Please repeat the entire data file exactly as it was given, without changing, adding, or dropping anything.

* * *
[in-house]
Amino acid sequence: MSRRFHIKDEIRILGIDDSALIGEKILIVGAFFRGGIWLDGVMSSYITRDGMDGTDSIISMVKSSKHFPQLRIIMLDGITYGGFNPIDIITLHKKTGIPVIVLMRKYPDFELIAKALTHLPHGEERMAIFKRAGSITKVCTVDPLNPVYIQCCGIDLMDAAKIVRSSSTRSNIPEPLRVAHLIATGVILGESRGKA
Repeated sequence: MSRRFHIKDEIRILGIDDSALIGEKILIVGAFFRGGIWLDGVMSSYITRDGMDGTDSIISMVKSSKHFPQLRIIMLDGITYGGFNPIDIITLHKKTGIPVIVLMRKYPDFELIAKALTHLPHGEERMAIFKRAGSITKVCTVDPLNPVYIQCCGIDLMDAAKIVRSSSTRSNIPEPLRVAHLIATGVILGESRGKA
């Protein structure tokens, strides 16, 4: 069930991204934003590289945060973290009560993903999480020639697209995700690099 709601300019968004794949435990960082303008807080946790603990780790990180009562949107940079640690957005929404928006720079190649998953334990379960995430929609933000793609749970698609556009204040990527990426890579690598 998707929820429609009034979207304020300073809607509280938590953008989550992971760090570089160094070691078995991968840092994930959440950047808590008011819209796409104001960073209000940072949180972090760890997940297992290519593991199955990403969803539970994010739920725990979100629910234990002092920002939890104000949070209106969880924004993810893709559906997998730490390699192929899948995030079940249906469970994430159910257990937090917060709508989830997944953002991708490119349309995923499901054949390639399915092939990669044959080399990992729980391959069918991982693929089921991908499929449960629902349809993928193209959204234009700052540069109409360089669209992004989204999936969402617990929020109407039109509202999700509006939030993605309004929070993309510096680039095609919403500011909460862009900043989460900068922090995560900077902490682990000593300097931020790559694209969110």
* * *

[in-house]
Amino acid sequence: MSRRFHIKDEIRILGIDDSALIGEKILIVGAFFRGGIWLDGVMSSYITRDGMDGTDSIISMVKSSKHFPQLRIIMLDGITYGGFNPIDIITLHKKTGIPVIVLMRKYPDFELIAKALTHLPHGEERMAIFKRAGSITKVCTVDPLNPVYIQCCGIDLMDAAKIVRSSSTRSNIPEPLRVAHLIATGVILGESRGKA
Repeated sequence: MSRRFHIKDEIRILGIDDSALIGEKILIVGAFFRGGIWLDGVMSSYITRDGMDGTDSIISMVKSSKHFPQLRIIMLDGITYGGFNPIDIITLHKKTGIPVIVLMRKYPDFELIAKALTHLPHGEERMAIFKRAGSITKVCTVDPLNPVYIQCCGIDLMDAAKIVRSSSTRSNIPEPLRVAHLIATGVILGESRGKA
């Protein structure tokens, strides 16, 4: 069930991204934003590289945060973290009560993903999480020639697209995700690099 709601300019968004794949435990960082303008807080946790603990780790990180009562949107940079640690957005929404928006720079190649998953334990379960995430929609933000793609749970698609556009204040990527990426890579690598 998707929820429609009034979207304020300073809607509280938590953008989550992971760090570089160094070691078995991968840092994930959440950047808590008011819209796409104001960073209000940072949180972090760890997940297992290519593991199955990403969803539970994010739920725990979100629910234990002092920002939890104000949070209106969880924004993810893709559906997998730490390699192929899948995030079940249906469970994430159910257990937090917060709508989830997944953002991708490119349309995923499901054949390639399915092939990669044959080399990992729980391959069918991982693929089921991908499929449960629902349809993928193209959204234009700052540069109409360089669209992004989204999936969402617990929020109407039109509202999700509006939030993605309004929070993309510096680039095609919403500011909460862009900043989460900068922090995560900077902490682990000593300097931020790559694209969110």